Picture4.jpg
       

    Fig. 4 Disintegration Apparatus


RESULTS:

The Evaluation test conducted for Enteric coated and uncoated tablets has been represented in the table 1 and the results for different evaluation parameters has been reported in table 2.[6]



       
            Screenshot 2024-04-17 222921.png
       

    

Table1: List of evaluation techniques used to evaluate Enteric coated and Uncoated tablets



       
            Screenshot 2024-04-17 222314.png
       

    Table2: Evaluation Results for Enteric coated and Uncoated tablets


DISCUSSION:

The Aspirin Enteric coated tablets and Uncoated tablets were evaluated. The  thickness of Aspirin Enteric coated  were found to be greater than the Aspirin Uncoated tablet .The results related to hardness, friability, weight variation,  and disintegration time of uncoated  and enteric coated tablet were mentioned in the table no 1.The disintegration time for enteric coated tablet  was more as compared with that of uncoated tablet  because the dissolution fluid needs more time to dissolve the enteric coating layer and for this reason the process of disintegration is slow for enteric coated tablet .[7]  The time required for the release of maximum amount of drug is more for enteric coated tablet due to presence of  enteric coating over the tablets. The drug was released into the dissolution medium only after dissolution of coating layer which requires more time, so the time required to release drug from the enteric coated tablet  formulation was more as that of uncoated tablet.[8]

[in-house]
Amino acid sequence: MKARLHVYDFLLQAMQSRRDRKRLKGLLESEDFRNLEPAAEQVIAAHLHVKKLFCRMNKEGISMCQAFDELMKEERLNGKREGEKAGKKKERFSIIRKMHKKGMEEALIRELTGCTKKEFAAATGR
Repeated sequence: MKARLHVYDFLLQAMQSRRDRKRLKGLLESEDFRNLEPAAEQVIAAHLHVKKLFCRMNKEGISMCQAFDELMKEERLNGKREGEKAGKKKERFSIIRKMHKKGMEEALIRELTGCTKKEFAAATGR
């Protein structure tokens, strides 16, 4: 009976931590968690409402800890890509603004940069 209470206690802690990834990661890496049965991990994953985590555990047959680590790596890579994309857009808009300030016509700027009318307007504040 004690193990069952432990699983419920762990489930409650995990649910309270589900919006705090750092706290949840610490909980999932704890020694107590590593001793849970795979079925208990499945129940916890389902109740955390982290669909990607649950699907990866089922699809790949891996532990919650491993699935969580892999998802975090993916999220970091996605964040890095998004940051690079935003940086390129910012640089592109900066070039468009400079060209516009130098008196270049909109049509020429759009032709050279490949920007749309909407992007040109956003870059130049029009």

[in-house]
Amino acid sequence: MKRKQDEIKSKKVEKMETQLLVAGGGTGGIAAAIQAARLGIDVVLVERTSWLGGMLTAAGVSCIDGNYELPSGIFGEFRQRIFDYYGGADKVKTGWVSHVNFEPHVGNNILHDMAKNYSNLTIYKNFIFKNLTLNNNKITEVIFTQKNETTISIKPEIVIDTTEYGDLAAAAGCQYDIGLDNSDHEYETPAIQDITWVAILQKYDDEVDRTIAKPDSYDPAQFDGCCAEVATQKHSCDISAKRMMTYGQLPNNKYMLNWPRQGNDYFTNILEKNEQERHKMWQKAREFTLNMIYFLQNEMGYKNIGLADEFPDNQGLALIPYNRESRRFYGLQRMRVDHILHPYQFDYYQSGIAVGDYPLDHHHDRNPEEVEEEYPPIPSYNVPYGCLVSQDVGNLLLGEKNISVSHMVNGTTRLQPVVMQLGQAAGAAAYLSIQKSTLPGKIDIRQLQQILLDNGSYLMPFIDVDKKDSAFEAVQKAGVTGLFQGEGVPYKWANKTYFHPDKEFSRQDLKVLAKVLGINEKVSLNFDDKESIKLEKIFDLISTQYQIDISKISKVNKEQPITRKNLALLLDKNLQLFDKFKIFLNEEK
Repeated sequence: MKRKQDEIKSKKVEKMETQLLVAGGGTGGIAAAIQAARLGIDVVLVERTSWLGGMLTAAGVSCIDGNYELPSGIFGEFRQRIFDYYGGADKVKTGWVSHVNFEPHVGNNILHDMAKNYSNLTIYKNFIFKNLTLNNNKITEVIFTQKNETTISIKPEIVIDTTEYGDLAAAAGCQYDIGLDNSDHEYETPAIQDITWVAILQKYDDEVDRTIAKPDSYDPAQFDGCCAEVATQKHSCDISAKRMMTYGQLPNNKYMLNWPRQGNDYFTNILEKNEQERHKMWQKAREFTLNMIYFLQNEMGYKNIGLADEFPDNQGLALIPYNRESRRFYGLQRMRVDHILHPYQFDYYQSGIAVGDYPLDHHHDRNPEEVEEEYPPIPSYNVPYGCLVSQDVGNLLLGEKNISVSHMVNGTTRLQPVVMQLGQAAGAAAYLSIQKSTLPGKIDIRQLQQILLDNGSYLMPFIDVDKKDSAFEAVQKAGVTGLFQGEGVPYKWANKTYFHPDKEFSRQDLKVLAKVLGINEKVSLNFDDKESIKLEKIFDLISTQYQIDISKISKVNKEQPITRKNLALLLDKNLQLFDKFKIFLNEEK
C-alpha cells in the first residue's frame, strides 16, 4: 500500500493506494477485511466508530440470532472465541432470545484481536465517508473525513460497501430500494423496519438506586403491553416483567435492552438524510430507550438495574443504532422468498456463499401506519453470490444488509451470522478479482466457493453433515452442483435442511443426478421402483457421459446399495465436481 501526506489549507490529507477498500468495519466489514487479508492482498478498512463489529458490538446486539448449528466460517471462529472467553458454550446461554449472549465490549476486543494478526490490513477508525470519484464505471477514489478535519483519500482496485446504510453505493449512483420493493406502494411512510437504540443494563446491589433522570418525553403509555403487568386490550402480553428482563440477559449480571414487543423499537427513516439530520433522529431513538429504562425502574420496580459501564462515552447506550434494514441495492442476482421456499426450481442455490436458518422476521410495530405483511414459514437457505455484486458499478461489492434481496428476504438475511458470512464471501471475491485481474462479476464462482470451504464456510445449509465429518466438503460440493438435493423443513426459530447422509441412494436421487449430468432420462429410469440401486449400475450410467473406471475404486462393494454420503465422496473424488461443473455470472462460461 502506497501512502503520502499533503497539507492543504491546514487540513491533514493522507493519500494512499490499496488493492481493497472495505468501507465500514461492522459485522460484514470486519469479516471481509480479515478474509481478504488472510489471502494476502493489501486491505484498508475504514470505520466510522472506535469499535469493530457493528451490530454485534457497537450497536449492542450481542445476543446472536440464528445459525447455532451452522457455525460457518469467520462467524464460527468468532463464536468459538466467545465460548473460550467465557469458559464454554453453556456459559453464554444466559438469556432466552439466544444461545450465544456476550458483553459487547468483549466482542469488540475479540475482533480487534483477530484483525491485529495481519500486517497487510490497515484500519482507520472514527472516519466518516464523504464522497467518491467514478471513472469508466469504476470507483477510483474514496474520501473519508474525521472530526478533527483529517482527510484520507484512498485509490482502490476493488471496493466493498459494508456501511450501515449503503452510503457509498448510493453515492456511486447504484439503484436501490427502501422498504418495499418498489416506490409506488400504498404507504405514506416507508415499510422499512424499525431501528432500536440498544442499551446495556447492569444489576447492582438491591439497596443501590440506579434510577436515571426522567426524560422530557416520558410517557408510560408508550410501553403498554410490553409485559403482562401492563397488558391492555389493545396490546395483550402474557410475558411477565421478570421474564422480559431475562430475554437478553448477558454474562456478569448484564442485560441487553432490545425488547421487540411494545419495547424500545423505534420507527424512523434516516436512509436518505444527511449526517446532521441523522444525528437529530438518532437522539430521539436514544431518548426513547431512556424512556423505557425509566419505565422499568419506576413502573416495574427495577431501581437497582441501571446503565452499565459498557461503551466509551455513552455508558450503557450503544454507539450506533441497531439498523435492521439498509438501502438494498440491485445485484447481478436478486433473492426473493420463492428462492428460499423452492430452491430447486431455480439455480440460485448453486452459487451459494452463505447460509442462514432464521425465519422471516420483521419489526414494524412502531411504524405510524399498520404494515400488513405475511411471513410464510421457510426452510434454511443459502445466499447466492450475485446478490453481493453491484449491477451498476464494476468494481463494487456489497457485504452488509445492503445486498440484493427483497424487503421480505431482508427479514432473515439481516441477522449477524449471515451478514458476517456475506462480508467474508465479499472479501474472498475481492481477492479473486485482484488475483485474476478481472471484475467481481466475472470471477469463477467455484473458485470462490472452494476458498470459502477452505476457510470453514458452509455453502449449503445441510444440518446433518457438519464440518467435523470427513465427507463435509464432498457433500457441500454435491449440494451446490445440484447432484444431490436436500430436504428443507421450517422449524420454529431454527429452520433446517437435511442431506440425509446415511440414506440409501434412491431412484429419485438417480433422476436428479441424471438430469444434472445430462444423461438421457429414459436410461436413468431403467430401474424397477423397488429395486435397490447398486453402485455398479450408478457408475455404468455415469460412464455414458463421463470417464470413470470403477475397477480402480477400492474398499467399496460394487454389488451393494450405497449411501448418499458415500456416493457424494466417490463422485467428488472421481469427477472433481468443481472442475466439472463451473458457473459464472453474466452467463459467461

CONCLUSION: